August 12, 2006
I haven't been paying much attention to the diplomatic front in this crisis, and the haggling with France and other Security Council members only reinforces the perception that the "global community" lacks the will to confront the problem of Islamic extremism. Condoleeza Rice has not been accorded much respect from the warring parties during her efforts to mediate, it would seem. Likewise, it was clear that the U.N. Security Council would not pass a resolution until Israel had launched a full-scale invasion of
Lebanon Hezbolland, which finally came to pass in the last couple days. Israel and Hezbollah have agreed to a cease fire, which is supposed to take effect on Monday. We'll see. (BBC) Lebanon's prime minister Fouad Siniora wrote an editorial in the Washington Post demanding that "Israel must be made to respect international law," but the sad truth is that the internal chaos in Lebanon poses a mortal threat to Israel, and prioritizing respect for international law in these circumstances would be suicidal.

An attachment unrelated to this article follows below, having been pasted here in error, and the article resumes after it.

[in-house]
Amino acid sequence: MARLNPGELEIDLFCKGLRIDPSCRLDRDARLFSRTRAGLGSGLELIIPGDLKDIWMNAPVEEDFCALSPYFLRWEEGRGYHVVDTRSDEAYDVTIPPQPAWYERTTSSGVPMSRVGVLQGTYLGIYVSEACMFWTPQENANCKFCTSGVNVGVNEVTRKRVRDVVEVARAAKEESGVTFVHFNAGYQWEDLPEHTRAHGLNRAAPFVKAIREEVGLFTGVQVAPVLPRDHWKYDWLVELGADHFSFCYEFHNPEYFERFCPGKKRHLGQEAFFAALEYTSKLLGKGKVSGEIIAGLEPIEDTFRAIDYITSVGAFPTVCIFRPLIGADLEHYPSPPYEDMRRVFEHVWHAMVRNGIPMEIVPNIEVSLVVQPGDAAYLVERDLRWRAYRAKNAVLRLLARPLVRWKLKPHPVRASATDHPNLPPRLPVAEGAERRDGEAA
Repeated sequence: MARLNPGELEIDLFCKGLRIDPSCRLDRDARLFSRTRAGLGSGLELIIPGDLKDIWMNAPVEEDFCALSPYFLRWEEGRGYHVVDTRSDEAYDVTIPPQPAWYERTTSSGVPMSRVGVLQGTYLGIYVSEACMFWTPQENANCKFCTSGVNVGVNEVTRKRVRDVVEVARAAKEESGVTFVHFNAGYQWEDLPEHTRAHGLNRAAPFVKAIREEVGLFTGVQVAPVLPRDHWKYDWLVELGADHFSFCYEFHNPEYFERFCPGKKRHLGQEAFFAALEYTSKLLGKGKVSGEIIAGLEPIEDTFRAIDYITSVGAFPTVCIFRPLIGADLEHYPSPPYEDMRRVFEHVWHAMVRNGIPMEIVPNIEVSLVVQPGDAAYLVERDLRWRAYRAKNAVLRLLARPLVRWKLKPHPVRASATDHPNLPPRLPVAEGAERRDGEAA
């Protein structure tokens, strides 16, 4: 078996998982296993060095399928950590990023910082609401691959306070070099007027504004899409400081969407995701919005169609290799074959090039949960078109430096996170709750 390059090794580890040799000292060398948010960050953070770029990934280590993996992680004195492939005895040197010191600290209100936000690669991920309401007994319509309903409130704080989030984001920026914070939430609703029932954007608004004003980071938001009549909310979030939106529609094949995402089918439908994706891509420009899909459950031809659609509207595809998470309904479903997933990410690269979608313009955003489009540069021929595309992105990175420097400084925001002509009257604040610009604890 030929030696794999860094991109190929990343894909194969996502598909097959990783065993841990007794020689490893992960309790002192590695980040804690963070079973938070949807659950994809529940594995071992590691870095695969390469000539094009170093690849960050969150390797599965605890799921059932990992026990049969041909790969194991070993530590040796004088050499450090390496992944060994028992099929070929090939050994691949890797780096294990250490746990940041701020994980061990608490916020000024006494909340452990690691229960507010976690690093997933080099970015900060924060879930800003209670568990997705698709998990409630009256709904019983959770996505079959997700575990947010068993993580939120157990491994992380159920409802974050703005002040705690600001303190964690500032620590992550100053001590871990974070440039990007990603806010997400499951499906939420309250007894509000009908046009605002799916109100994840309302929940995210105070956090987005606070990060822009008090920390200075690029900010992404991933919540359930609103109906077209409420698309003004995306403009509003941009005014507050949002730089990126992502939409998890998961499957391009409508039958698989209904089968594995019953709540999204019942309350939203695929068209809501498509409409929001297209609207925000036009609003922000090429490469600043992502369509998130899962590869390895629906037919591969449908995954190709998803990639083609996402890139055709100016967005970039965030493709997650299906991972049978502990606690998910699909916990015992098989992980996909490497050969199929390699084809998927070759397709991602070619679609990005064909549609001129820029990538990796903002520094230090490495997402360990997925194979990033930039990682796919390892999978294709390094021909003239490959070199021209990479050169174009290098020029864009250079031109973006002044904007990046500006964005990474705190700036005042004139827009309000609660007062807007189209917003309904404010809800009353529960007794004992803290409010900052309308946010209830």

It has been puzzling why Israel has been so timid with the use of its ground forces even as its air forces are pulverizing large portions of Lebanon. It doesn't make much strategic sense, and the foot-dragging seems to be rooted in domestic politics. Donald Sensing has been following these developments very closely, and predicts that Ehud Olmert will resign as prime minister very soon:
The slapdash, haphazard and wholly indecisive way he has handled the Hezbollah war has doomed his chances of remaining in office past the end of this year, probably before then and maybe very soon. Olmert entered office with no national-security credentials and clearly still has none. Israeli editorialists all around are already calling for him to go.
Olmert's weak leadership in this crisis puts at risk the strong consensus among nearly all Israelis -- hawks and doves, the religious ones and secularists alike -- that Hezbollah must be decisively defeated.
On August 4 I wrote that "at least 30,000 men" were already inside Lebanon, based on the number of brigades that had been deployed there (eight). Apparently, however, there were only elements of eight Israeli brigades, because the total number of troops at that time was only about 10,000. The discrepancy may be part of deliberate disinformation, or perhaps the confusion on the part of the Israeli military command, which is apparently quite angry with Olmert. The above-cited BBC story reports that 30,000 Israeli soldiers are in Lebanon now.